I have always been a defender of anonymous sources in reportage– I’ve worked around reporters and believe most of them to be honorable and extraordinarily devoted to the canon of journalistic ethics. I’m also not a fool and have had my fair share of professional experience with reporters– when there’s a question of dramatic personal gain and the story contains a substantial surprise that facilitates that personal gain, you have to ask some questions. The problem is that the answers are almost impossible to arrive at; there is no way that Roberts will ever reveal her anonymous sources, so there is no way to evaluate their veracity. It’s catch-22.

So, as always with Rodriguez, there’s a swirl of something around what should be a simple sight. Given Rodriguez’, well, flapability, this is sure to have an impact on a player who in the past has worn his emotions on his jersey’s sleeve. For  sake of finding the truth, the best outcome would be an admission and sincere apology from Rodriguez; that’s also the least likely outcome once the attorneys and Rodriguez’ ego become involved and also because it’s possible that this story is untrue, that the reporter either was too willing to believe sources that told her what she wanted to hear or she has fabricated some part of the story or some of the anonymous sources.

Nothing is ever simple with ARod. Nothing.

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8 Responses to “With ARod, Nothing Is Ever Simple”

  1. Bob – that pub statement is written by a publicist whose sole purpose is to generate buzz for the book. People aren’t interested in the boring minutiae of A-Rod’s day to day baseball life – they want the slime! Look at how well Canseco’s book sold when everyone thought he was lying about the entire thing. The fact that Canseco’s “Juiced” book currently sits #6 on the Amazon’s best selling baseball books while “Game of Shadows” sits 30th tells you where America’s interest lie.

    Roberts breaking this kind of story could not be easy. She’s not going to give the story over to someone else just because the timing of her book coming out is awful. Secondly, you always want to be first with a story like this as it is a career maker or a career breaker. I had no idea who Mark Fainaru-Wada and Lance Williams were before their investigative work into BALCO, but I know their names now. I also know Jayson Blair’s name but even he didn’t break a story on this level. If Roberts is jumping a gun to promote her book, that book will be the last piece of print literature we see from her. While the print business is in trouble, I don’t think anyone is out to commit career suicide like that just for the sake of a career change.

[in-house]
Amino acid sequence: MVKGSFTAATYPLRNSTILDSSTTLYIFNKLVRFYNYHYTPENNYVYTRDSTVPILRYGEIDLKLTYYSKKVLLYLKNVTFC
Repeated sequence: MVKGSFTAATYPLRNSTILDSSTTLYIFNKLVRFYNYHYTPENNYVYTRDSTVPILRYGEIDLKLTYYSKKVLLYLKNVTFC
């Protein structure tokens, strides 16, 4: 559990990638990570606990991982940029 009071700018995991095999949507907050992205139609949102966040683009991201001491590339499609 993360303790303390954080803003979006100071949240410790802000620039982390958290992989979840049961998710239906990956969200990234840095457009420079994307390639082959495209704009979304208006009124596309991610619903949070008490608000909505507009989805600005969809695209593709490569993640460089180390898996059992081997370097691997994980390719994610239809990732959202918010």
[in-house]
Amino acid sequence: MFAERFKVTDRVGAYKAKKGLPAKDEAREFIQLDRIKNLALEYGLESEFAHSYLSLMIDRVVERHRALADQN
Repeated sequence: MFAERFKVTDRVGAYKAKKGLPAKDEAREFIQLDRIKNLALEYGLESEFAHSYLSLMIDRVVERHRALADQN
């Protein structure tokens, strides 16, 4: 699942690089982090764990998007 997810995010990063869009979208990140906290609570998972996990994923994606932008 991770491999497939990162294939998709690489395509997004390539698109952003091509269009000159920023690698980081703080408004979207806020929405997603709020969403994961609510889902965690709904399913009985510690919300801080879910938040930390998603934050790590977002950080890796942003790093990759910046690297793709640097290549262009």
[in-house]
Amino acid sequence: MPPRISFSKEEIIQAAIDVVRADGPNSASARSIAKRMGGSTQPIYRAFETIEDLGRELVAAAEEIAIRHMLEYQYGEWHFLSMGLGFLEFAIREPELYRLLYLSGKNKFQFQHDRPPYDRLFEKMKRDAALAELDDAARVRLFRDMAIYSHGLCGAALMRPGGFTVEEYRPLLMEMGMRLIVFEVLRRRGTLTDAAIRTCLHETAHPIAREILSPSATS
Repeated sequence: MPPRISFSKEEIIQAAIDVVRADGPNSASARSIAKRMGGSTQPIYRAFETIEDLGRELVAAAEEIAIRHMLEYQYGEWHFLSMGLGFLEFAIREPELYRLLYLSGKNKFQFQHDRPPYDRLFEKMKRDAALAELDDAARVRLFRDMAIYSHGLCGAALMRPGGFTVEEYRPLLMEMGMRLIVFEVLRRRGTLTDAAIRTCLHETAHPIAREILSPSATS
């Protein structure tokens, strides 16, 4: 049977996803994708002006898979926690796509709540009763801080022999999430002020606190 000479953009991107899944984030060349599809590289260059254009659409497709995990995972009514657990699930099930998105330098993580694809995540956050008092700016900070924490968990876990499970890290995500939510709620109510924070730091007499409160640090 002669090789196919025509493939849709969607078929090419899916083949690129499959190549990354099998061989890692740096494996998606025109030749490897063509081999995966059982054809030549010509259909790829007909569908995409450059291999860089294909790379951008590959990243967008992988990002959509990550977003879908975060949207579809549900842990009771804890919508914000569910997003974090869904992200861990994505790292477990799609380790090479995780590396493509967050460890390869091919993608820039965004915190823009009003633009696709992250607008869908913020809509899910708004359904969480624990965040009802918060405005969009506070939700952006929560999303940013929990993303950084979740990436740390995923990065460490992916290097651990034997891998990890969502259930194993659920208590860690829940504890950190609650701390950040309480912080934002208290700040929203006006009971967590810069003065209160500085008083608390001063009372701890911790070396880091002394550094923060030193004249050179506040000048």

2. B-Fly said

    “Given Rodriguez’, well, flapability, this is sure to have an impact on a player who in the past has worn his emotions on his jersey’s sleeve. For sake of finding the truth, the best outcome would be an admission and sincere apology from Rodriguez; that’s also the least likely outcome once the attorneys and Rodriguez’ ego become involved and also because it’s possible that this story is untrue, that the reporter either was too willing to believe sources that told her what she wanted to hear or she has fabricated some part of the story or some of the anonymous sources.”

    Bob – that may be the best outcome for the sake of finding the truth, but the best outcome in my mind for A-Rod the baseball player would be for him to finally give up on his desperate need to be loved and to take a more Bondsian/Sheffieldian approach to the fans and the game. In WWE terms, he should embrace his “heel turn” and just be the supervillian that everyone loves to hate and let his performance be fueled by that hate. As a guy who has always loved baseball’s villains – Albert Belle, Barry Bonds and Gary Sheffield are among my favorite players ever because they played with such delicious malice toward the media and the fans – I’d love to see it out of A-Rod. :o)

  3. Bob Kohm said

    Jason…

    It’s only career suicide if she’s caught at it, Jason, and it isn’t even career suicide if she’s eventually proven wrong when the list comes out during the Bonds trial– if he’s on it she’s vindicated, if he’s not she was duped by bad sources. It’s a no lose for Roberts if this story is either poorly sources, deceptively sourced or not sourced at all– there’s no way to prove she’s done wrong, if she has. At worst she was overeager to believe sources that even her editors signed off on, and the world ignores that the editor’s had a motivation to sign off on them, as well. She’s either got a great story or the perfect crime. We’ll likely never know which.

  4. Bob Kohm said

    B-Fly, sure if he had the capacity to do that. I don’t think he does– his inability to step away from his image seems to me too consuming to court the bad guy role. It makes sense for him to do so– even before the Roberts story it was the role he had written for himself– but actually do it? I doubt it, but we’ll see.

  5. […] Roberts question | River Avenue Blues VIDEO: Alex Rodriguez admits steroid use | Daily Contributor With ARod, Nothing Is Ever Simple « Running Local Full ARod Interview With Peter Gammons | SOX & Dawgs Now that Alex Rodriguez/A Rod has been […]

  6. Jane said

    Is there a source/link for that selena roberts publicity statement? No one else seems to have it and I have to question it’s veracity.

  7. Bob Kohm said

    Jane, it came directly from the HarperCollins website, and has been removed in the last 48 hours.

  8. […] asked me for the cite on the Harper Collins publicity document I copied to my post of February 9th, With ARod, Nothing is Ever Simple. The document appeared in several places– at Amazon.com on the preorder page for Hit & […]